Sixth country is Norway
Norway’s economic engine has been driven by oil since the discovery of huge offshore deposits in the late 1960s. As the leading petroleum producer in Western Europe, the country has reaped the benefits of rising prices for decades. Not any longer: prices plummeted at the start of 2020, followed by a global pandemic—and the krone plummeted. Last year, the Norwegian economy shrank by 2.5 percent, the worst yearly fall in more than a half-century and probably since World War Two.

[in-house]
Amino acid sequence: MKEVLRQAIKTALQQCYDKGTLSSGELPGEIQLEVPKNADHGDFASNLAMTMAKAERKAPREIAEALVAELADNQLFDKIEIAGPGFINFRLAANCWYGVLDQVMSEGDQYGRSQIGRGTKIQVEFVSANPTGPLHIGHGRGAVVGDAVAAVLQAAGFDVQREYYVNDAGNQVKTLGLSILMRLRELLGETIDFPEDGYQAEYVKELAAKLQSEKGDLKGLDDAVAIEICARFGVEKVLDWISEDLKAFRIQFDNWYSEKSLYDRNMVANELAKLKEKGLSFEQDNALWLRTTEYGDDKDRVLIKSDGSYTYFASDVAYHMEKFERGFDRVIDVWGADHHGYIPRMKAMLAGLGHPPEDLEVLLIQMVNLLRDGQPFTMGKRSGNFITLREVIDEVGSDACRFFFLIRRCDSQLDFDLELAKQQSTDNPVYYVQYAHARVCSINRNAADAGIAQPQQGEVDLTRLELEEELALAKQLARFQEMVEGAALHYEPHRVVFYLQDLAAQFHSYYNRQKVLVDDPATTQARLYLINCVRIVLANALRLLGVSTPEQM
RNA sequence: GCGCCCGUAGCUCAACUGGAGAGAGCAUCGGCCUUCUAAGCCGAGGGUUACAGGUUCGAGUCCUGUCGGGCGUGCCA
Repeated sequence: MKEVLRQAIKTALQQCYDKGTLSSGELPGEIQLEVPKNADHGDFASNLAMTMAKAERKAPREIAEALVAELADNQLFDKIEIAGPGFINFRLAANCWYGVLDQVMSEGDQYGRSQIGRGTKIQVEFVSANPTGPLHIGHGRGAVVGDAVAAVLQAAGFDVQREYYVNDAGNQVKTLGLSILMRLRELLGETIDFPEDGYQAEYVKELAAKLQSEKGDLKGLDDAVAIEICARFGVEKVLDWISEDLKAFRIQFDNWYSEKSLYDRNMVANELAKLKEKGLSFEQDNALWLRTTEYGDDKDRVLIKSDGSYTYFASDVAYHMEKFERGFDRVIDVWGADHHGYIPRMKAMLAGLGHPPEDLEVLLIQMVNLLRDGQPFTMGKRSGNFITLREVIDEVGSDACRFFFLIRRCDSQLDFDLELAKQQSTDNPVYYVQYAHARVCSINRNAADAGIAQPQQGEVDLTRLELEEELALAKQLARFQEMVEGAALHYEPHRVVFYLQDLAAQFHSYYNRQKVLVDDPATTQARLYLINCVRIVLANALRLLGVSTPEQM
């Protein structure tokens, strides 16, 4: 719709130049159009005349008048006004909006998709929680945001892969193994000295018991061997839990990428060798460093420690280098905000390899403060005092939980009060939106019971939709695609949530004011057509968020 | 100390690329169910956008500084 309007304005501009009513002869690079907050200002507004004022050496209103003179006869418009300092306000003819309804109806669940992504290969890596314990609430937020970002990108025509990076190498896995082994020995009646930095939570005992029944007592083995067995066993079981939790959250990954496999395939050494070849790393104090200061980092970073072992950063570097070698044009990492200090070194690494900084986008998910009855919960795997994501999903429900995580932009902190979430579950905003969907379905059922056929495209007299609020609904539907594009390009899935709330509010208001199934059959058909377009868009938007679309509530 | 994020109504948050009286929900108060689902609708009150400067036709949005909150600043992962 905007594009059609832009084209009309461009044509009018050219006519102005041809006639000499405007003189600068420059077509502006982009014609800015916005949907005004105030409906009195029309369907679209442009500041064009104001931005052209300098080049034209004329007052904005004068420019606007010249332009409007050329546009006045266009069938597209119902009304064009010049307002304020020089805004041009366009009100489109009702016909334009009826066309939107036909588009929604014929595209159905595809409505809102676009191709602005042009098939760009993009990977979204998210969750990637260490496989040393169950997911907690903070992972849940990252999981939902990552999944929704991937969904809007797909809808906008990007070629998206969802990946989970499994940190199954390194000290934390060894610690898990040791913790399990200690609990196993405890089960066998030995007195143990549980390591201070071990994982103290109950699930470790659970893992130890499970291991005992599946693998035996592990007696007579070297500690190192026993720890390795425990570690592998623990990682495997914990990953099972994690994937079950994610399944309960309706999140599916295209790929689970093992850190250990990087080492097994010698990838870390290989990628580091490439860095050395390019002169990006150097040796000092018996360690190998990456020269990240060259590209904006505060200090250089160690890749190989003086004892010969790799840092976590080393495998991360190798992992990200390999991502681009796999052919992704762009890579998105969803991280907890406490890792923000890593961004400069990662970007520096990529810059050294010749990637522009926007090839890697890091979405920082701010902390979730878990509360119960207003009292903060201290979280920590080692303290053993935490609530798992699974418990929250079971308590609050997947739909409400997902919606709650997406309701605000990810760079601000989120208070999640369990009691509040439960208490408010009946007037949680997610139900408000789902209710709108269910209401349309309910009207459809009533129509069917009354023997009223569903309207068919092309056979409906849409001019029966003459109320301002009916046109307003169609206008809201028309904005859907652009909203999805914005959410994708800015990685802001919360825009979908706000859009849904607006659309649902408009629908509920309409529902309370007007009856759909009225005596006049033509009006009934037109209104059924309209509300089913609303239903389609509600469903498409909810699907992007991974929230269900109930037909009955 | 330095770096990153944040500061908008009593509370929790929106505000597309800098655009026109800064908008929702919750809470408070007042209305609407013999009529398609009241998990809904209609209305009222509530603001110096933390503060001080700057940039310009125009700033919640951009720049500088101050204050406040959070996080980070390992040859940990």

Does this imply that Norwegians now are substantially poorer than they were a few years ago? Probably not, and GDP growth is expected to rise to 3.9 percent in 2021.
Furthermore, Norwegians can always rely on their $1.3 trillion sovereign wealth fund, the world’s largest, to help them deal with any economic problems that may arise.
However, Norwegians understand that great prosperity comes with great responsibility: unlike many other wealthy countries, Norway’s high per capita GDP statistics are a true representation of people’s financial well-being, since Norway has one of the world’s lowest income inequality gaps.